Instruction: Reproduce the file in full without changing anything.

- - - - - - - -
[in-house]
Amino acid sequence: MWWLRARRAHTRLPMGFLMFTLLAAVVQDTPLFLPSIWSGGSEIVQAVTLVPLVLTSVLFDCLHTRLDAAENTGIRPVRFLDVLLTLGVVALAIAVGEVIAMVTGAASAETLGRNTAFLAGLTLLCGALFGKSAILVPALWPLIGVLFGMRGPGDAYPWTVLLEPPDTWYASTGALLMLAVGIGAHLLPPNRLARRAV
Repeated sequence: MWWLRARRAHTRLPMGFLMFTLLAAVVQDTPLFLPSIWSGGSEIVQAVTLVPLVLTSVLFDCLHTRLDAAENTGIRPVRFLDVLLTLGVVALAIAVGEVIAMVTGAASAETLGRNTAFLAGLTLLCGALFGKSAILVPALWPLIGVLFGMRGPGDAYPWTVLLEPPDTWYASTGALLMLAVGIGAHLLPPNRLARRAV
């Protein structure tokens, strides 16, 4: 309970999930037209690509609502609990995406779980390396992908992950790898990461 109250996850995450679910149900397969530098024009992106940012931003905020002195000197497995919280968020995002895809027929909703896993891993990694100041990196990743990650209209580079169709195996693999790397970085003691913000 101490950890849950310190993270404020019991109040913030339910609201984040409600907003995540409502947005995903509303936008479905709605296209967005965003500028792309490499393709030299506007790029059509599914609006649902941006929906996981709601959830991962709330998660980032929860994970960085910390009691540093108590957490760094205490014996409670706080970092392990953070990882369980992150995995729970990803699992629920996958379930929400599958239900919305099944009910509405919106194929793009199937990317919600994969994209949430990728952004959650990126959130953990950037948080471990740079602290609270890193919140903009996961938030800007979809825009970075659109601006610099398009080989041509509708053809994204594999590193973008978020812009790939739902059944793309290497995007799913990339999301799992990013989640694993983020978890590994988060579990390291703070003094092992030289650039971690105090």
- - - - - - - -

[in-house]
Amino acid sequence: MWWLRARRAHTRLPMGFLMFTLLAAVVQDTPLFLPSIWSGGSEIVQAVTLVPLVLTSVLFDCLHTRLDAAENTGIRPVRFLDVLLTLGVVALAIAVGEVIAMVTGAASAETLGRNTAFLAGLTLLCGALFGKSAILVPALWPLIGVLFGMRGPGDAYPWTVLLEPPDTWYASTGALLMLAVGIGAHLLPPNRLARRAV
Repeated sequence: MWWLRARRAHTRLPMGFLMFTLLAAVVQDTPLFLPSIWSGGSEIVQAVTLVPLVLTSVLFDCLHTRLDAAENTGIRPVRFLDVLLTLGVVALAIAVGEVIAMVTGAASAETLGRNTAFLAGLTLLCGALFGKSAILVPALWPLIGVLFGMRGPGDAYPWTVLLEPPDTWYASTGALLMLAVGIGAHLLPPNRLARRAV
């Protein structure tokens, strides 16, 4: 309970999930037209690509609502609990995406779980390396992908992950790898990461 109250996850995450679910149900397969530098024009992106940012931003905020002195000197497995919280968020995002895809027929909703896993891993990694100041990196990743990650209209580079169709195996693999790397970085003691913000 101490950890849950310190993270404020019991109040913030339910609201984040409600907003995540409502947005995903509303936008479905709605296209967005965003500028792309490499393709030299506007790029059509599914609006649902941006929906996981709601959830991962709330998660980032929860994970960085910390009691540093108590957490760094205490014996409670706080970092392990953070990882369980992150995995729970990803699992629920996958379930929400599958239900919305099944009910509405919106194929793009199937990317919600994969994209949430990728952004959650990126959130953990950037948080471990740079602290609270890193919140903009996961938030800007979809825009970075659109601006610099398009080989041509509708053809994204594999590193973008978020812009790939739902059944793309290497995007799913990339999301799992990013989640694993983020978890590994988060579990390291703070003094092992030289650039971690105090």